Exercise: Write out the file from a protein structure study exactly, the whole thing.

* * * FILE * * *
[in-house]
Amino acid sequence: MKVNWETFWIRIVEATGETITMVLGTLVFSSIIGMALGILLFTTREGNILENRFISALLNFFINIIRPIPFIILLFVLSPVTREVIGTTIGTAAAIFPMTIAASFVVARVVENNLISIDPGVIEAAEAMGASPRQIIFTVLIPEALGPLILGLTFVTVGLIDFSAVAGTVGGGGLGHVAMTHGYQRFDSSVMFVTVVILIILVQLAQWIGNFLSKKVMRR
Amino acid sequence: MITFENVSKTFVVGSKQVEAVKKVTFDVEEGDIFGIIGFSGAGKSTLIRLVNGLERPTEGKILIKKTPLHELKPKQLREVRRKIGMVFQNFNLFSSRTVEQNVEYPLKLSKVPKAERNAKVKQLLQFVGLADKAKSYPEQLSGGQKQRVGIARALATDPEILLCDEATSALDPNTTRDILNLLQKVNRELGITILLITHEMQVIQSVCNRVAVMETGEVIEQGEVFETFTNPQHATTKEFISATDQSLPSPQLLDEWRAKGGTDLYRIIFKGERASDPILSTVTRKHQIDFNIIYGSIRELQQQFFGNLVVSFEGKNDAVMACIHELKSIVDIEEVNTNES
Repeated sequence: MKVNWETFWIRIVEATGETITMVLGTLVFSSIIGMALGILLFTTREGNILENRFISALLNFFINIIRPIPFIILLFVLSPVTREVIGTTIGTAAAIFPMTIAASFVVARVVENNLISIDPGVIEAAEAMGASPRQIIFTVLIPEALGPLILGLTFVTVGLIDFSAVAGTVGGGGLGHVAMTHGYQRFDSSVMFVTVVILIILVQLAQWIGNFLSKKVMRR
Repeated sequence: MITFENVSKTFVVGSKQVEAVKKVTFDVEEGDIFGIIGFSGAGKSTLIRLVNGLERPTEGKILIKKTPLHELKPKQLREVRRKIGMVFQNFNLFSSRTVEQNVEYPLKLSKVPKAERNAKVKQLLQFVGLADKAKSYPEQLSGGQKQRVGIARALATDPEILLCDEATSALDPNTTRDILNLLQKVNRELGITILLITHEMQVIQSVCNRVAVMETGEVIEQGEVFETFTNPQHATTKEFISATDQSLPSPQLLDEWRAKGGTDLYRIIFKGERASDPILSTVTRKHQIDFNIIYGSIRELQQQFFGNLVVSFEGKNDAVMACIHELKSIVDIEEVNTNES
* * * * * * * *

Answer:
[in-house]
Amino acid sequence: MKVNWETFWIRIVEATGETITMVLGTLVFSSIIGMALGILLFTTREGNILENRFISALLNFFINIIRPIPFIILLFVLSPVTREVIGTTIGTAAAIFPMTIAASFVVARVVENNLISIDPGVIEAAEAMGASPRQIIFTVLIPEALGPLILGLTFVTVGLIDFSAVAGTVGGGGLGHVAMTHGYQRFDSSVMFVTVVILIILVQLAQWIGNFLSKKVMRR
Amino acid sequence: MITFENVSKTFVVGSKQVEAVKKVTFDVEEGDIFGIIGFSGAGKSTLIRLVNGLERPTEGKILIKKTPLHELKPKQLREVRRKIGMVFQNFNLFSSRTVEQNVEYPLKLSKVPKAERNAKVKQLLQFVGLADKAKSYPEQLSGGQKQRVGIARALATDPEILLCDEATSALDPNTTRDILNLLQKVNRELGITILLITHEMQVIQSVCNRVAVMETGEVIEQGEVFETFTNPQHATTKEFISATDQSLPSPQLLDEWRAKGGTDLYRIIFKGERASDPILSTVTRKHQIDFNIIYGSIRELQQQFFGNLVVSFEGKNDAVMACIHELKSIVDIEEVNTNES
Repeated sequence: MKVNWETFWIRIVEATGETITMVLGTLVFSSIIGMALGILLFTTREGNILENRFISALLNFFINIIRPIPFIILLFVLSPVTREVIGTTIGTAAAIFPMTIAASFVVARVVENNLISIDPGVIEAAEAMGASPRQIIFTVLIPEALGPLILGLTFVTVGLIDFSAVAGTVGGGGLGHVAMTHGYQRFDSSVMFVTVVILIILVQLAQWIGNFLSKKVMRR
Repeated sequence: MITFENVSKTFVVGSKQVEAVKKVTFDVEEGDIFGIIGFSGAGKSTLIRLVNGLERPTEGKILIKKTPLHELKPKQLREVRRKIGMVFQNFNLFSSRTVEQNVEYPLKLSKVPKAERNAKVKQLLQFVGLADKAKSYPEQLSGGQKQRVGIARALATDPEILLCDEATSALDPNTTRDILNLLQKVNRELGITILLITHEMQVIQSVCNRVAVMETGEVIEQGEVFETFTNPQHATTKEFISATDQSLPSPQLLDEWRAKGGTDLYRIIFKGERASDPILSTVTRKHQIDFNIIYGSIRELQQQFFGNLVVSFEGKNDAVMACIHELKSIVDIEEVNTNES